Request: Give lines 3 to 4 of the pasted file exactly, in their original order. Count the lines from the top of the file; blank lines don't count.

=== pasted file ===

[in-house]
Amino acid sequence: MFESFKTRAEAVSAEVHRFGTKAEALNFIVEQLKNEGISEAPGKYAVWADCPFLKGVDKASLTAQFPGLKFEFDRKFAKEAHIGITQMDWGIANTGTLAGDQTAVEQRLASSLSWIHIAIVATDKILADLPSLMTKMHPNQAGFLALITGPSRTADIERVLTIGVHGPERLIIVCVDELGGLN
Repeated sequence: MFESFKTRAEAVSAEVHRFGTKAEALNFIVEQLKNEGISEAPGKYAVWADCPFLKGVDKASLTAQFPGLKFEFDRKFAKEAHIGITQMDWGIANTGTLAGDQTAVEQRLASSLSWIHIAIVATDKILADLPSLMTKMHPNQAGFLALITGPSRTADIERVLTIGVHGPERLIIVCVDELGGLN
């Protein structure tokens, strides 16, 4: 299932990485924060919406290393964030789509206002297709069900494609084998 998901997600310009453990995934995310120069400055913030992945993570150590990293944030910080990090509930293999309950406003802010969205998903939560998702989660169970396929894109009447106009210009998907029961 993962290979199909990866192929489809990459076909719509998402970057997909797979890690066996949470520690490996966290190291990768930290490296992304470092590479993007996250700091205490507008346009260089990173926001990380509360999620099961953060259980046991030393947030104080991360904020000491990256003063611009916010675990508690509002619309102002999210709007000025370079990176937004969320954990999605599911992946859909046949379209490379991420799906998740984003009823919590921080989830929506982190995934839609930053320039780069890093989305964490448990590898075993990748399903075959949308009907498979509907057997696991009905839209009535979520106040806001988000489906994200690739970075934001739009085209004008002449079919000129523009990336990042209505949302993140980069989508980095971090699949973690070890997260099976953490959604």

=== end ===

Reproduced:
Repeated sequence: MFESFKTRAEAVSAEVHRFGTKAEALNFIVEQLKNEGISEAPGKYAVWADCPFLKGVDKASLTAQFPGLKFEFDRKFAKEAHIGITQMDWGIANTGTLAGDQTAVEQRLASSLSWIHIAIVATDKILADLPSLMTKMHPNQAGFLALITGPSRTADIERVLTIGVHGPERLIIVCVDELGGLN
């Protein structure tokens, strides 16, 4: 299932990485924060919406290393964030789509206002297709069900494609084998 998901997600310009453990995934995310120069400055913030992945993570150590990293944030910080990090509930293999309950406003802010969205998903939560998702989660169970396929894109009447106009210009998907029961 993962290979199909990866192929489809990459076909719509998402970057997909797979890690066996949470520690490996966290190291990768930290490296992304470092590479993007996250700091205490507008346009260089990173926001990380509360999620099961953060259980046991030393947030104080991360904020000491990256003063611009916010675990508690509002619309102002999210709007000025370079990176937004969320954990999605599911992946859909046949379209490379991420799906998740984003009823919590921080989830929506982190995934839609930053320039780069890093989305964490448990590898075993990748399903075959949308009907498979509907057997696991009905839209009535979520106040806001988000489906994200690739970075934001739009085209004008002449079919000129523009990336990042209505949302993140980069989508980095971090699949973690070890997260099976953490959604």